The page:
In September 2019, Russia came up with a revised proposal where the 5th group of chemicals objected to by the United States and its allies was no longer mentioned.

As a result, the parties reached a compromise and in November 2019, the Conference of the States Parties to the Convention approved the proposals put forward by Russia and the “troika” of Western countries to include four hazardous chemicals of the “Novichok” family on the Convention’s list.  However, the substance used in Navalny’s alleged poisoning was notably missing from the amended list.

List 1 of the Convention, which now includes “Novichok,” features chemicals that can be used in the production of chemical weapons or constitute a weapon per se. According to the Convention, a country that produces more than 100 grams of such substances a year must declare it to the OPCW. In addition, a state is allowed to have maximum one ton of such substances. This list includes mustard gas and ricin, among others.

Almost simultaneously with the inclusion in the Convention’s list of chemical compounds of the “Novichok” family, articles by Western scientists about the synthesis and research of this group’s substance began to appear in the press. For example, an article by Steven Harvey provides data on obtaining (using independently developed methods) preparations of the “Novichok” group (A230, A232 and A234) of very high purity (over 95%). This means that the West had been actively developing chemical warfare agents before, albeit secretly. This explains why the United States and Britain rejected the idea of adding to the list a new class of nerve agents suitable for use as binary chemical weapons, before including the five chemicals of the “Novichok” group.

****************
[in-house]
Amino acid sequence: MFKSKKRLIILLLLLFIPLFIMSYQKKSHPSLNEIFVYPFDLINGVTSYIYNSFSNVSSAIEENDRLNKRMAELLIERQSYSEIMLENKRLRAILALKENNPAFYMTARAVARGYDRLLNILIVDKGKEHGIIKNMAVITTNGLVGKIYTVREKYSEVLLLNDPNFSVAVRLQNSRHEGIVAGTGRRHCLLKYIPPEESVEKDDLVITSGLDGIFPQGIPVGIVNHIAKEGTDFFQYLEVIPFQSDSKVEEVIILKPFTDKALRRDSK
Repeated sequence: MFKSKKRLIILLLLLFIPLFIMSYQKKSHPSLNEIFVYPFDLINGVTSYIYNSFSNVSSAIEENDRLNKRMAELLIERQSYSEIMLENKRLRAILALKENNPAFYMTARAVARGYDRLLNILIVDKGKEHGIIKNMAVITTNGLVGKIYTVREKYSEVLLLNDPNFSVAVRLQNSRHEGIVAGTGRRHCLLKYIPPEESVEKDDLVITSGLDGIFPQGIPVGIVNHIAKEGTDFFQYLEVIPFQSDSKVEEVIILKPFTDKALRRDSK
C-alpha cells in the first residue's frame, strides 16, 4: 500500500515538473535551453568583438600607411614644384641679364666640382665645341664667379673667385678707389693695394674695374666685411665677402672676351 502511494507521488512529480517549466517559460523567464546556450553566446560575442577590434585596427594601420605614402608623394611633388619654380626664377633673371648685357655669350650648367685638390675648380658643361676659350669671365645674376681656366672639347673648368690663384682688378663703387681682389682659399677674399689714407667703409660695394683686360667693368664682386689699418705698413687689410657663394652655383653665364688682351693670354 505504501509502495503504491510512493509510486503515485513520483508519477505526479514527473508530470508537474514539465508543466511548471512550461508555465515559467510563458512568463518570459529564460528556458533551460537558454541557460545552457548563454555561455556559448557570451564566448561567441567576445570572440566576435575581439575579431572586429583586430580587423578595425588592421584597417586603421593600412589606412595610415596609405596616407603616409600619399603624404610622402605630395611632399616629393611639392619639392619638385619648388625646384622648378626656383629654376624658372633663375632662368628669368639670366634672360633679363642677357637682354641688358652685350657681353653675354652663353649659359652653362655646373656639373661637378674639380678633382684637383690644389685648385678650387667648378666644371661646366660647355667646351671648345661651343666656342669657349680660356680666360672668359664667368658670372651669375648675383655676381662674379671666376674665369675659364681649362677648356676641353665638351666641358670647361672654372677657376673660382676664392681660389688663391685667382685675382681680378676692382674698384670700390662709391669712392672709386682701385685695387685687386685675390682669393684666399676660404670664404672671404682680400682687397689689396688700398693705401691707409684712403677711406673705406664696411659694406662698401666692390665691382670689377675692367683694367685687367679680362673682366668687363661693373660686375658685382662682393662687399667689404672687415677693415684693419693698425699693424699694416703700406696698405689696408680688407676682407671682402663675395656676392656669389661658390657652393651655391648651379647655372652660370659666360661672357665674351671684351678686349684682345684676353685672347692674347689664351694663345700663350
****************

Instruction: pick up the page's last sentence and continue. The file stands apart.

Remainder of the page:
This conclusion is also confirmed by the former Soviet scientist Vil Mirzayanov, who was the first to announce the creation of a new chemical warfare agent. In a recent interview with “Echo of Moscow” radio , he said that “a team in England and another one in the United States analyzed the hydrolysis of these “Novichoks,” which is thousands of times slower than that of all the known organophosphate toxic substances. This means that its traces remain in the human body for a very long time and do not disappear – that’s my conclusion.” In other words, it is possible to subject a person to a deliberately small non-lethal dose of such a substance, being fully confident that even three weeks later biomarkers indicating the use of “Novichok” will be detected, just like in the cases of the Skripals and Navalny. Those who planned both operations did not intend to kill, but only to embed material evidence to discredit Russia.